The wind comes up and it’s getting colder. The whiteness, emptiness and silence are overwhelming.
I imagine how early explorer Henry Hudson felt locked into this ice-covered land for the duration of a 17th century winter. We are lucky to be heading back to the warmth of Cree Village Ecolodge.
We enter through a cedar-lined entrance over stone-tiled floors, some bearing what look like footprints of northern animals. The great room is a modern version of a Cree gathering place, where in the old days they came to share stories and celebrate the hunt.
“They used to join two teepees and cover them with deerskin or moss,” explains lodge supervisor Greg Williams.
The cathedral-like interior, with its vaulted ceiling, huge windows, cedar walls and 48-foot-tall (14.6 m) poles of lodgepole pine, is the lodge’s focal point. Guests mingle in the dining area or on cozy couches around the fire to swap stories.
Opened in 2000, the 20-room lodge combines the Cree values of hospitality and living lightly on the land.
Hospitality means the lodge personnel give guests an insight into the Cree way of life, and provide tours and excursions into the wilderness.
“Living lightly means that every detail, from the exterior building materials to keep out the cold, to the interior furnishings, maximizes the use of natural products.” Williams explains, as we tour the lodge.
He points out the wool carpets, wood furniture, cotton sheets, organic mattresses, wool blankets and hemp tablecloths. “We minimize the use of synthetics. Even the paint is non-toxic,” he adds.
My Room At the Lodge
My room, decorated in shades of warm cream, beiges and brown with its own picture window and solid-wood hickory furniture, provides me with my own private view of the activity on the frozen river.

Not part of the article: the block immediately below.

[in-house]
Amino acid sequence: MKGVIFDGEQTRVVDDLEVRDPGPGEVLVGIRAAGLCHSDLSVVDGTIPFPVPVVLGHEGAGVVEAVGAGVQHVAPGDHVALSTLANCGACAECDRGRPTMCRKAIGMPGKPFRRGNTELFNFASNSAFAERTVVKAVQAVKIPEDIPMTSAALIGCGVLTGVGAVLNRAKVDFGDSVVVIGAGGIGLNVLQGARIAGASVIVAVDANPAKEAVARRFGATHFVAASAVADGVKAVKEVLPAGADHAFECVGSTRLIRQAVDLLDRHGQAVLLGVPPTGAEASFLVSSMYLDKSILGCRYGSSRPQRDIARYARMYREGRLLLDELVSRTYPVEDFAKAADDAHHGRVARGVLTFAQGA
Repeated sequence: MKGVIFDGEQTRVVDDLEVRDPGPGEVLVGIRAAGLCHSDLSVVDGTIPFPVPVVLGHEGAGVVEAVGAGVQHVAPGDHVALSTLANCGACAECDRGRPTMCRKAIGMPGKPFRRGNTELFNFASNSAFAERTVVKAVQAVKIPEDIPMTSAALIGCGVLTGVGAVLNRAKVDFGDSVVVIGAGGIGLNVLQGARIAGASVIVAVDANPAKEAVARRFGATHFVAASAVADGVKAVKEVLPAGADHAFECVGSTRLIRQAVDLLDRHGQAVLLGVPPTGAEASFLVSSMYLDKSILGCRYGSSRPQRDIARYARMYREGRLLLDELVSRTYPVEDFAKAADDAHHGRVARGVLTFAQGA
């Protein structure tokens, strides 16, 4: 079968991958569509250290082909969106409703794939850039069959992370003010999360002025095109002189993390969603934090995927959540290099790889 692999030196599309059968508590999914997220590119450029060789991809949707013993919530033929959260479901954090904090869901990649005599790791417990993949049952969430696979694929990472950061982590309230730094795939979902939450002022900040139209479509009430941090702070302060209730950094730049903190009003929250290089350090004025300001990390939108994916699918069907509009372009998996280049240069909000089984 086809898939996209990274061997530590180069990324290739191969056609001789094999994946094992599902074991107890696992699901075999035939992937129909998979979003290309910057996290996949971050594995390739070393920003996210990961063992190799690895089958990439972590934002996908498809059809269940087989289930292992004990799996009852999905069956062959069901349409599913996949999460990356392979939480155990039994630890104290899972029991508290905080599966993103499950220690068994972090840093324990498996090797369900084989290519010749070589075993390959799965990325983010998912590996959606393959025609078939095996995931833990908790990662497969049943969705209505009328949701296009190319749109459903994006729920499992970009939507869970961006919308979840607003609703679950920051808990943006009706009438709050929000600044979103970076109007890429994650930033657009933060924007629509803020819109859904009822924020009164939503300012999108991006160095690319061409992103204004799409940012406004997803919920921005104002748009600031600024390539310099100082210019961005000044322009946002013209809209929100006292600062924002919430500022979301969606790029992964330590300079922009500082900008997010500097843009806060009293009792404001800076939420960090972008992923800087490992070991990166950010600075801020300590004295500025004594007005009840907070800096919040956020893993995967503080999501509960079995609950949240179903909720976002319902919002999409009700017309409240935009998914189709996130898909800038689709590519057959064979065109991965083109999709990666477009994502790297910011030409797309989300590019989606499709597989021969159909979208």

Snowmobiles and cars fly up and down the ice road as if they were driving on a city street.
Guests come from all over the world. In the summer, they kayak or canoe across the Moose River to bird watch at the bird sanctuary on nearby Shipstead Island, and they dig for fossils in the shale on the river’s shore.
During summer, one can hike around Moose Factory Island and learn about fur traders in the island’s Centennial Park Museum.
“One of the favorite activities is just chatting with some of the elders,” says lodge supervisor Williams. “Even for me, their stories about living off the land, deep in the bush, are riveting.”
In winter there is plenty of snowshoeing, snowmobiling and cross-country skiing. More-adventurous guests take off for a couple of days of winter camping with an experienced guide. The tents are heated and food is provided.
As for me, I am content with a luxurious 21st century tepee.
As the sun sets and the northern sky catches fire, I am curled up in bed under cozy wool covers and natural cotton sheets in a room that is so well insulated that I do not even have to turn on the heat.
If You Go
Cree Village Ecolodge
Rooms start at US$ 126 per night, including continental breakfast at the 66-seat restaurant. Lunch and dinner are extra.
Moose Cree Outdoor Discoveries & Adventures